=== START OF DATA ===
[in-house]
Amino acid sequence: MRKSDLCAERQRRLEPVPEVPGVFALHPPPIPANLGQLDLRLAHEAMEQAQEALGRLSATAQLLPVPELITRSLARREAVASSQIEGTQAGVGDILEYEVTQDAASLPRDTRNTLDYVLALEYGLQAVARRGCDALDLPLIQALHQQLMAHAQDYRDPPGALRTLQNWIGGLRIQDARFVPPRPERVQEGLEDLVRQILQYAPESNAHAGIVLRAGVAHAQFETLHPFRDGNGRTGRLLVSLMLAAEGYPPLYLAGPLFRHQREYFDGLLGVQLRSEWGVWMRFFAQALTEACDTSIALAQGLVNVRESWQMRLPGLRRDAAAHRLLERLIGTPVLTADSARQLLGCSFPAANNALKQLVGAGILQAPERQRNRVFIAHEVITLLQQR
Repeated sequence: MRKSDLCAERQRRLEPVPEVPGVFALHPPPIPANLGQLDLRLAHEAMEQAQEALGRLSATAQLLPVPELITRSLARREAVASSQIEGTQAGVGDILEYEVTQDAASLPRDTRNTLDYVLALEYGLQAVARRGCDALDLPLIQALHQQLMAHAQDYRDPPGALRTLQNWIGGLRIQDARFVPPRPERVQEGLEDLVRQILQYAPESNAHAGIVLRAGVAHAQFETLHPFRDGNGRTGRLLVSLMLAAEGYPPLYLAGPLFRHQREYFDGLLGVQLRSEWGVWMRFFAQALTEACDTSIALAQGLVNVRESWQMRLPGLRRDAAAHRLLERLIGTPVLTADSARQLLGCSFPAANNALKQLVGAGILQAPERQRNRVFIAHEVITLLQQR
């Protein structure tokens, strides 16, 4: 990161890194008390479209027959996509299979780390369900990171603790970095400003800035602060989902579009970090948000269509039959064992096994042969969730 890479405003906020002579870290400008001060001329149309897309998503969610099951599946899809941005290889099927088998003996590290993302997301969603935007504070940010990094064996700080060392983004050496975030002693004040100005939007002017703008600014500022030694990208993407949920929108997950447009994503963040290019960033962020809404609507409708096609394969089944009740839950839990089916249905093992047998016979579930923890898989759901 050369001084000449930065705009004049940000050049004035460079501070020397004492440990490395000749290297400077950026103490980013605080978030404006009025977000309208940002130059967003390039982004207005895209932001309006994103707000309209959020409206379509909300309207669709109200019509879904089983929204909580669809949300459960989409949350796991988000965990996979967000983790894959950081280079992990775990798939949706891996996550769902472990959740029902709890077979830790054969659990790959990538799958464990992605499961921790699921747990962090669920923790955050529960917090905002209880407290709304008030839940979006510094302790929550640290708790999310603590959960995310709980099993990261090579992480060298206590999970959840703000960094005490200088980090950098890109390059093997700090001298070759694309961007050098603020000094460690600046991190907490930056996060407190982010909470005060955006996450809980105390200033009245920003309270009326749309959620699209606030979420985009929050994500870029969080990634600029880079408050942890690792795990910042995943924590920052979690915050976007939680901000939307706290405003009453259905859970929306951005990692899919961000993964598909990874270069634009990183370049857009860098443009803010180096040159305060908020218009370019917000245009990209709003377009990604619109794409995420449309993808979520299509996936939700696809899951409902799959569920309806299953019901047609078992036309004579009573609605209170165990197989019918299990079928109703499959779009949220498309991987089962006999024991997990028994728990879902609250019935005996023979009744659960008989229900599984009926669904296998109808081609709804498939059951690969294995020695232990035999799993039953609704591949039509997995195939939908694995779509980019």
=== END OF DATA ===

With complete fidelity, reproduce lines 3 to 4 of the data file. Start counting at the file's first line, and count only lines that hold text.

Repeated sequence: MRKSDLCAERQRRLEPVPEVPGVFALHPPPIPANLGQLDLRLAHEAMEQAQEALGRLSATAQLLPVPELITRSLARREAVASSQIEGTQAGVGDILEYEVTQDAASLPRDTRNTLDYVLALEYGLQAVARRGCDALDLPLIQALHQQLMAHAQDYRDPPGALRTLQNWIGGLRIQDARFVPPRPERVQEGLEDLVRQILQYAPESNAHAGIVLRAGVAHAQFETLHPFRDGNGRTGRLLVSLMLAAEGYPPLYLAGPLFRHQREYFDGLLGVQLRSEWGVWMRFFAQALTEACDTSIALAQGLVNVRESWQMRLPGLRRDAAAHRLLERLIGTPVLTADSARQLLGCSFPAANNALKQLVGAGILQAPERQRNRVFIAHEVITLLQQR
């Protein structure tokens, strides 16, 4: 990161890194008390479209027959996509299979780390369900990171603790970095400003800035602060989902579009970090948000269509039959064992096994042969969730 890479405003906020002579870290400008001060001329149309897309998503969610099951599946899809941005290889099927088998003996590290993302997301969603935007504070940010990094064996700080060392983004050496975030002693004040100005939007002017703008600014500022030694990208993407949920929108997950447009994503963040290019960033962020809404609507409708096609394969089944009740839950839990089916249905093992047998016979579930923890898989759901 050369001084000449930065705009004049940000050049004035460079501070020397004492440990490395000749290297400077950026103490980013605080978030404006009025977000309208940002130059967003390039982004207005895209932001309006994103707000309209959020409206379509909300309207669709109200019509879904089983929204909580669809949300459960989409949350796991988000965990996979967000983790894959950081280079992990775990798939949706891996996550769902472990959740029902709890077979830790054969659990790959990538799958464990992605499961921790699921747990962090669920923790955050529960917090905002209880407290709304008030839940979006510094302790929550640290708790999310603590959960995310709980099993990261090579992480060298206590999970959840703000960094005490200088980090950098890109390059093997700090001298070759694309961007050098603020000094460690600046991190907490930056996060407190982010909470005060955006996450809980105390200033009245920003309270009326749309959620699209606030979420985009929050994500870029969080990634600029880079408050942890690792795990910042995943924590920052979690915050976007939680901000939307706290405003009453259905859970929306951005990692899919961000993964598909990874270069634009990183370049857009860098443009803010180096040159305060908020218009370019917000245009990209709003377009990604619109794409995420449309993808979520299509996936939700696809899951409902799959569920309806299953019901047609078992036309004579009573609605209170165990197989019918299990079928109703499959779009949220498309991987089962006999024991997990028994728990879902609250019935005996023979009744659960008989229900599984009926669904296998109808081609709804498939059951690969294995020695232990035999799993039953609704591949039509997995195939939908694995779509980019």